"What's important is what we -- especially those who grew up under the Cosby umbrella -- what we take away from it. And the big takeaway I want is, how do those of us in positions of privilege and power -- specifically in show business, those of us above the line and high on the call sheet, create a safer environment for those below the line?" he adds. "That's where this happens. People who aren't number one on the call sheet just turn their eyes away when people who are, do things that are inappropriate. Creating a safe environment is more important than having a hit project."

Written and directed by Bell, We Need to Talk About Cosby dives deeply into how Cosby established himself as a powerhouse within the entertainment industry, from his "iffy" education background to his shift from stand-up comic to an icon in Black culture. The series grapples with answering the first question Bell asks his panel of comedians, cultural commentators, journalists and the women who share their most personal, harrowing encounters with Cosby: "Who is Bill Cosby?" It also asks the age-old query, can people separate the artist from their art?

Bell seems to answer this in his way, ending his narration with the admission that he almost stopped production because "I wanted to hold onto my memories of Bill Cosby before I learned about Bill Cosby."

He says that the possibility of doing so is still present, but it takes self-reflection. "I guess I can as long as I admit, as long as we all admit there was just a Bill Cosby we didn't know," he adds in the doc. "And if we really learn the lessons that this Bill Cosby was trying to teach us, to be smart and moral and not just to be good but to do good, then we can all help create a world that makes people like this and others like him, less possible."

But as the docuseries takes viewers through a meticulously constructed review of the 84-year-old's history, taking careful consideration to present both vehement detractors of Cosby and his supporters, and provide explicit recountings of his alleged assaults, it shows how impossible it is to regard the man as two different entities. Especially as it makes clear that throughout his career, from his breakout in the '60s to his establishment as an authority figure and educator on Black issues in the '70s and his takeover of the mainstream in the '80s, Cosby was alleged to be raping and assaulting women. No matter what project he was on, where he was, or how many Jell-O Pudding Pops he sold, he was allegedly preying on women throughout it all.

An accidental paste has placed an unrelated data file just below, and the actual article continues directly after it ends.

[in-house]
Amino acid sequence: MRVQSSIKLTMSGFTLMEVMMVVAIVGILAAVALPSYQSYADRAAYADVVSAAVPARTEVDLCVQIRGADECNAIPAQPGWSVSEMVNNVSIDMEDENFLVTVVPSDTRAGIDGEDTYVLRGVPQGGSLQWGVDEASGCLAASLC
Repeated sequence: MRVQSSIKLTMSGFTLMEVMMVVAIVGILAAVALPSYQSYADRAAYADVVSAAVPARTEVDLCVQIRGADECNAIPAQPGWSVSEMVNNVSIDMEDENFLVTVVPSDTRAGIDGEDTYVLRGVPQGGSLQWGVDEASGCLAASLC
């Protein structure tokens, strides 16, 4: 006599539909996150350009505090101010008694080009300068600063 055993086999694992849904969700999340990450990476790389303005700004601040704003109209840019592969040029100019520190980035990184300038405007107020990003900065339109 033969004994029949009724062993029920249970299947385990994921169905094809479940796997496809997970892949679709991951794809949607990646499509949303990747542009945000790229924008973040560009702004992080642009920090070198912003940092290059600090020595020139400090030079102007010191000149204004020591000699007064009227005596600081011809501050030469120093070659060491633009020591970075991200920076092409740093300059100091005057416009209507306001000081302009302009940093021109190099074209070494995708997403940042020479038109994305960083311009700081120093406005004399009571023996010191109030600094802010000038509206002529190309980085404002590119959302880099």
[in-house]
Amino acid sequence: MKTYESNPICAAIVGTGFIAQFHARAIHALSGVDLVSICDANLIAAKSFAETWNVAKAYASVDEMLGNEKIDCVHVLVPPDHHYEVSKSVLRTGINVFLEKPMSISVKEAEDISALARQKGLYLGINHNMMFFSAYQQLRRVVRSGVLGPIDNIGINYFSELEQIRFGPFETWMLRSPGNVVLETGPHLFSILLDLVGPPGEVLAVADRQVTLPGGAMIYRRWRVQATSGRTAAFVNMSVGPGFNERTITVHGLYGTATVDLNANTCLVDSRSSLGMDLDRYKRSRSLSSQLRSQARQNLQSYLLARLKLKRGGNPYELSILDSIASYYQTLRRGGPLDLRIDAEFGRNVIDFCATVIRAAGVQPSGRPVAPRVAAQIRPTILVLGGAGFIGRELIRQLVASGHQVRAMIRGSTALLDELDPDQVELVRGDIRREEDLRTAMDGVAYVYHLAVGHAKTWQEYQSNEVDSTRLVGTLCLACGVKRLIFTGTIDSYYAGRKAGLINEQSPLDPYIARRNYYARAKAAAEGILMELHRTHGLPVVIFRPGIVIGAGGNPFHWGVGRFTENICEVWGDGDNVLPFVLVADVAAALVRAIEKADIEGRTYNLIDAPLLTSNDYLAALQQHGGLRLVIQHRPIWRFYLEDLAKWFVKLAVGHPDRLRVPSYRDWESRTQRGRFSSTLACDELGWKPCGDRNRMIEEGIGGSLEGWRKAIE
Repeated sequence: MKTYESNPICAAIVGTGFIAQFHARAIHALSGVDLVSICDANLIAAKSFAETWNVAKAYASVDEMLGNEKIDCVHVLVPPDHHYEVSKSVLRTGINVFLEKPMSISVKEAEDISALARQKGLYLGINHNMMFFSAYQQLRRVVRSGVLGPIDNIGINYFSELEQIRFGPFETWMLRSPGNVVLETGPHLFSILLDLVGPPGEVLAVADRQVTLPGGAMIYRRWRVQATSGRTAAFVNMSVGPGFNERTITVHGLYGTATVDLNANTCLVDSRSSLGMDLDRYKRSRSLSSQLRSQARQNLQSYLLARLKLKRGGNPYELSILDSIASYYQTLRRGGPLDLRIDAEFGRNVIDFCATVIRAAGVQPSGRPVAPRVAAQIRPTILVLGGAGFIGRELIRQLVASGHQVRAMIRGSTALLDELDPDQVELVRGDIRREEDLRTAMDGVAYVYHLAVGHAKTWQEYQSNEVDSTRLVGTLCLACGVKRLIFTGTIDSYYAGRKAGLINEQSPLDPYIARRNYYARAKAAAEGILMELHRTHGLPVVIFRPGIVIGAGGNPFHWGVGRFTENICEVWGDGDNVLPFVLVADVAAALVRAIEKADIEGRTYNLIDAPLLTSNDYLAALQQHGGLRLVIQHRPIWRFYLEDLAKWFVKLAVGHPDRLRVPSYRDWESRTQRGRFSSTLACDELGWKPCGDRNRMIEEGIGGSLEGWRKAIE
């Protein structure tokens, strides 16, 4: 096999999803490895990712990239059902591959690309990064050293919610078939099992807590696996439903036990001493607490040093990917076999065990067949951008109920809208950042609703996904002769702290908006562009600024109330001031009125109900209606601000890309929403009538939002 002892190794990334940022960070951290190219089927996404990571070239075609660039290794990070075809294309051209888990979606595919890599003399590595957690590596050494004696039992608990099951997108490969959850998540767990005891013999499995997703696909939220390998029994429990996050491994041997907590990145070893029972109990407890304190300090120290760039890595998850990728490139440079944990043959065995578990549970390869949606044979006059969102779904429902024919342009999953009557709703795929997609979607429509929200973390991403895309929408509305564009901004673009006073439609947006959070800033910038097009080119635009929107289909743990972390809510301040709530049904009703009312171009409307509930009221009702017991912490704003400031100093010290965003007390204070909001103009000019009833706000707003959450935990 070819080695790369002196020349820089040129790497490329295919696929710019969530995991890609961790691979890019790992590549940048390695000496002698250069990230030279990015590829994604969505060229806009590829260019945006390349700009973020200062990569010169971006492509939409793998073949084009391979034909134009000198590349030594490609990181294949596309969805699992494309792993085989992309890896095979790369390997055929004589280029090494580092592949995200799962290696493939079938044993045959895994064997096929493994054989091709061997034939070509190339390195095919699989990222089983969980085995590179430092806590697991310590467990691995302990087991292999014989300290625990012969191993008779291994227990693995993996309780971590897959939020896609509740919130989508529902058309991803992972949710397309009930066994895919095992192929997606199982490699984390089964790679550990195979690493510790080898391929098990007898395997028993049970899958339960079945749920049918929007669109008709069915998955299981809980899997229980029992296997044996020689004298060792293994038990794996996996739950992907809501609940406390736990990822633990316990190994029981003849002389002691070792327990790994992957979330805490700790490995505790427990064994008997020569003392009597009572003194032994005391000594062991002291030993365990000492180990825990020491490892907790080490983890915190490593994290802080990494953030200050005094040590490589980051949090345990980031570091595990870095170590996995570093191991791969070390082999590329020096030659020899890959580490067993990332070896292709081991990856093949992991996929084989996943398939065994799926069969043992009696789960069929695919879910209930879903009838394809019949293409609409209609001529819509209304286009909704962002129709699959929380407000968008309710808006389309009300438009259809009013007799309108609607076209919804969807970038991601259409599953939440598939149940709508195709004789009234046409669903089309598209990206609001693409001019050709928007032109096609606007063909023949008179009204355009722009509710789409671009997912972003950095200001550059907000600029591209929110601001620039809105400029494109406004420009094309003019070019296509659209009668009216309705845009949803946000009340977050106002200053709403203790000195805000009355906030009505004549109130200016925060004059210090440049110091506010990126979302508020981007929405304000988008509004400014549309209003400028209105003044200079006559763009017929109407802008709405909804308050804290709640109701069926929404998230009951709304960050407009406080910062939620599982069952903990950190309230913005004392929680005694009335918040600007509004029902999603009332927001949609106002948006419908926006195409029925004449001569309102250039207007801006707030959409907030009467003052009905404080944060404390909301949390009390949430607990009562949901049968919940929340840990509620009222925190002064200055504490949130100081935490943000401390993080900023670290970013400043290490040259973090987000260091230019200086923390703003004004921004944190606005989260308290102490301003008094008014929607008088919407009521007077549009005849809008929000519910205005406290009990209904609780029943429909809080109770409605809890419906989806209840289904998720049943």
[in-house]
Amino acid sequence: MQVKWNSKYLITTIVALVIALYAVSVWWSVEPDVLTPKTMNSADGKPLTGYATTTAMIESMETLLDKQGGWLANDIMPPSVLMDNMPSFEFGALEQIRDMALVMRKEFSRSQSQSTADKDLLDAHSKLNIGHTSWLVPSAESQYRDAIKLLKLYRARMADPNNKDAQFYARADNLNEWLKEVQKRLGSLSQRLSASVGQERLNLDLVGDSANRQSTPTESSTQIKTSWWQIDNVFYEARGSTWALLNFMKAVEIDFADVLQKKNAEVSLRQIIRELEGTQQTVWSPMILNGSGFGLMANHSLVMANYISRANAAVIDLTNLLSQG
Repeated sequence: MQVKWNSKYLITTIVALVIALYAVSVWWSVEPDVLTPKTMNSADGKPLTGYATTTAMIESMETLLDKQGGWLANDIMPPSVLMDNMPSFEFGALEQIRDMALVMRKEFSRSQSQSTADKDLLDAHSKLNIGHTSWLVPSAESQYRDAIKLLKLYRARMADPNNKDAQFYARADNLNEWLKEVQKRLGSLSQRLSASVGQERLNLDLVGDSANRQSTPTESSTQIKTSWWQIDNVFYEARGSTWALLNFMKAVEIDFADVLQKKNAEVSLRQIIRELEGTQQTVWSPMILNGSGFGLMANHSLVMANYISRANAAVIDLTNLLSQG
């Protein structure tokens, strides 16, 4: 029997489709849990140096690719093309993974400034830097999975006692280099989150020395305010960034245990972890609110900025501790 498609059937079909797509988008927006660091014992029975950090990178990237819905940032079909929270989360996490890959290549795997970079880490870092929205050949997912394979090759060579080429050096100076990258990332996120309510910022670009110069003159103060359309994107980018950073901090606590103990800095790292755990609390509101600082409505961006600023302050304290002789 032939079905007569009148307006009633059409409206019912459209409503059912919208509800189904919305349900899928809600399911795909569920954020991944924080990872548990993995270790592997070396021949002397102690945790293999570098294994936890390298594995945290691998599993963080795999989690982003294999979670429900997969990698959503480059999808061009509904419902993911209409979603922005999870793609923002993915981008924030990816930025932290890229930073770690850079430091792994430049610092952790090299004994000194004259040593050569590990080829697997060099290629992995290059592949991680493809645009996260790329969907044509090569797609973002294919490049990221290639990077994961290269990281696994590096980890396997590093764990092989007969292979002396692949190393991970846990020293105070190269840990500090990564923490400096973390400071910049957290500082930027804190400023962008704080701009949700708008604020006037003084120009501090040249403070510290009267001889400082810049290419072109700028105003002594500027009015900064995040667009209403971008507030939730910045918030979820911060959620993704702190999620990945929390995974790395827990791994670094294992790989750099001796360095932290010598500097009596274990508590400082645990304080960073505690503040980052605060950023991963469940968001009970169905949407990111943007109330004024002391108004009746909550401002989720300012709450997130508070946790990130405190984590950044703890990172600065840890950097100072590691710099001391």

In the docuseries' third act, the lens sheds light on Cosby's behavior during the peak of his career on The Cosby Show. Steve Watkins, the director's assistant on the iconic NBC series, tells Bell that show tapings would have a general audience, often including families, "but then you'd get to this one pocket where there's about 20, 25 women dressed to the nines. They're all models, and they look it. It's like, 'Wow, what in the world's going on up there?' What we learned later [was] a modeling agency would bring these girls over, and they would talk to Mr. [Cosby]." 

Actors Joseph C. Phillips and Lili Bernard, the latter of whom has accused Cosby of sexual assault, recalled those women being brought to the star's dressing room after the show.